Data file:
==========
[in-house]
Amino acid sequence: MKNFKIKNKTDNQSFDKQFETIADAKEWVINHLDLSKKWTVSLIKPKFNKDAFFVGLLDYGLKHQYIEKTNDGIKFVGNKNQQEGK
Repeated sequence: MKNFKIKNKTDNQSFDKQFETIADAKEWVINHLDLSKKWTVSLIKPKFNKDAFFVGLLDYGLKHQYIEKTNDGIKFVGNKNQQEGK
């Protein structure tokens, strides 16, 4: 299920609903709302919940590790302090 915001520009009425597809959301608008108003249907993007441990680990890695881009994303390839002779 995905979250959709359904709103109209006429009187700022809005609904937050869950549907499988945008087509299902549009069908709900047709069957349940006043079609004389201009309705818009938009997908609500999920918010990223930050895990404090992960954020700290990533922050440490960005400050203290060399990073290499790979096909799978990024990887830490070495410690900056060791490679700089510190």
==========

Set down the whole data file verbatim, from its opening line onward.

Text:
[in-house]
Amino acid sequence: MKNFKIKNKTDNQSFDKQFETIADAKEWVINHLDLSKKWTVSLIKPKFNKDAFFVGLLDYGLKHQYIEKTNDGIKFVGNKNQQEGK
Repeated sequence: MKNFKIKNKTDNQSFDKQFETIADAKEWVINHLDLSKKWTVSLIKPKFNKDAFFVGLLDYGLKHQYIEKTNDGIKFVGNKNQQEGK
């Protein structure tokens, strides 16, 4: 299920609903709302919940590790302090 915001520009009425597809959301608008108003249907993007441990680990890695881009994303390839002779 995905979250959709359904709103109209006429009187700022809005609904937050869950549907499988945008087509299902549009069908709900047709069957349940006043079609004389201009309705818009938009997908609500999920918010990223930050895990404090992960954020700290990533922050440490960005400050203290060399990073290499790979096909799978990024990887830490070495410690900056060791490679700089510190």